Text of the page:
|Level 3 (L3)||Subpages under Level 2 nodes||These should ideally be more workspace centric for contributors. However, they should be constructed in a way that new contributors feel ease in navigation.|
|Level 4 (L4)||Subpages under Level 3 nodes||This node consist all subsequent pages under Level 3. Hence, they should only be treated as workspace for contributors.|
2. Use: This is a fundamental parameter to determine whether a page should exist or not. The parameter had the following options:
|Frequent||These pages are ideal candidates for L1 and L2.|
|Rare||These should only exist as L3s unless they provide critical information.|
|None||These pages should either be deleted or archived.|
3. Relevance in Subsequent Seasons: In case its hard to determine a page’s usability, one should look at from the point of view of future usability. There are three answers to this question?
|Yes||These pages should always exist within our L1,L2 and L3 Nodes|
|Maybe||These pages were relevant in the past and are required for inspiration in the future. These pages should not be L1 and preferably not L2. These pages can be archived as well.|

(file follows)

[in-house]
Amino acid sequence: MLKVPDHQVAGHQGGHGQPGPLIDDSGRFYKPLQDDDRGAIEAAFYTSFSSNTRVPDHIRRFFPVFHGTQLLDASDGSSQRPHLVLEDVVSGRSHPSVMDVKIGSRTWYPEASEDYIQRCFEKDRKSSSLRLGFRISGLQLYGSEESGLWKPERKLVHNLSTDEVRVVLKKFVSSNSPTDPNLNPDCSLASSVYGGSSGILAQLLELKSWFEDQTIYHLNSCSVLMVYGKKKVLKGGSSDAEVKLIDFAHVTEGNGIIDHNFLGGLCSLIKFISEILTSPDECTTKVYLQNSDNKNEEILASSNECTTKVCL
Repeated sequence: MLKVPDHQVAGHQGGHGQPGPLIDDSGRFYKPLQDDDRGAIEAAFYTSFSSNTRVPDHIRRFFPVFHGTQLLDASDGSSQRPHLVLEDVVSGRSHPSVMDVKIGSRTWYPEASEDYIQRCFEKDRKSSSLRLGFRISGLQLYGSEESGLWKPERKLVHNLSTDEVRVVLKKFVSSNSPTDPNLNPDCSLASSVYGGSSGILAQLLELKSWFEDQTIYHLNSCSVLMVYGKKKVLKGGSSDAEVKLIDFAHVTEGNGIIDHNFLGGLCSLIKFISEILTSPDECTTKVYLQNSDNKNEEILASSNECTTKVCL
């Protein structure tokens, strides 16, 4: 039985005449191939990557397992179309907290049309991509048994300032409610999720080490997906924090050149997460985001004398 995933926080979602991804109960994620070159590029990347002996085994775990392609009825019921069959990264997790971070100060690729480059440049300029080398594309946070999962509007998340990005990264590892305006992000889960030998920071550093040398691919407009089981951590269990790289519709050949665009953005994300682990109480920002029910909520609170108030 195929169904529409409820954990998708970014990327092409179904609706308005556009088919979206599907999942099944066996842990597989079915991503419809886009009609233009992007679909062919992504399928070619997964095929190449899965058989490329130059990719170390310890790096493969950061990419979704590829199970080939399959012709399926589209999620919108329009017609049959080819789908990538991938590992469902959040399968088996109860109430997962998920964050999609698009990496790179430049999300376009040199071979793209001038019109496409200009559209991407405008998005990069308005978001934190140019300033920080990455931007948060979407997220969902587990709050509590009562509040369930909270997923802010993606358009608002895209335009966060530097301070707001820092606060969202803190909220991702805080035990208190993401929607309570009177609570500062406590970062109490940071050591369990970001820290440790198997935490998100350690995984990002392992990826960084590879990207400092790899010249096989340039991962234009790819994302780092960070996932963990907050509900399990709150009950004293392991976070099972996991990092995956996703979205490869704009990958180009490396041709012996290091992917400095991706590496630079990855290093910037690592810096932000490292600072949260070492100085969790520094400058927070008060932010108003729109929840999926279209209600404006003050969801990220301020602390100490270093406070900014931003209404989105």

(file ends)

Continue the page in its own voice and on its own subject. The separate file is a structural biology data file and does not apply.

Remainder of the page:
|No||These pages should either be deleted or archived.|
4. Users: It is also important to understand who the end user of a page. In case the user is a small team or a specific person then its not wise to have that page as an L1 node.
|Anyone||They can be used by Lurkers, New Contributors and Core Contributors. These pages are ideally to provide information and comfortably exist as L1s and L2s.|
|Team||These pages are relevant to a specific team in the DAO. A team should ideally only have one L1 and the rest of the docs should be L2 sub-nodes.|
|Specific User||These pages/sections are used by a specific person as one’s workspace or as a place to share drafts. Not ideal as L1 or L2 pages.|
5. Page Type: As identified earlier, notion can often be confusing as some pages/sections exist to provide information and some pages exist purely as a workspace for teams.
|Information||These pages should ideally exist within our L1 and L2 Nodes. These play an important role in order to educate and inform contributors.|
|Workspace||Teams often set their personal goals and tasks on notion to keep track of the work. Notion is used for documentation as well. These should ideally exist as L3s and L4.|
|Both||There are pages which exist for the use of core-contributors and lurkers alike. For example, the meeting notes section is can be for maintaining transparency as well as tracking tasks. Hence, the person responsible for Notion arrangement should think long and hard before categorising these pages.|
6. Responsible Person Located: It is important that contributors are able to locate and contact the person responsible for creating/maintaining a page. This is important if someone has more questions or the page required regular updates. This helps with accountability as well.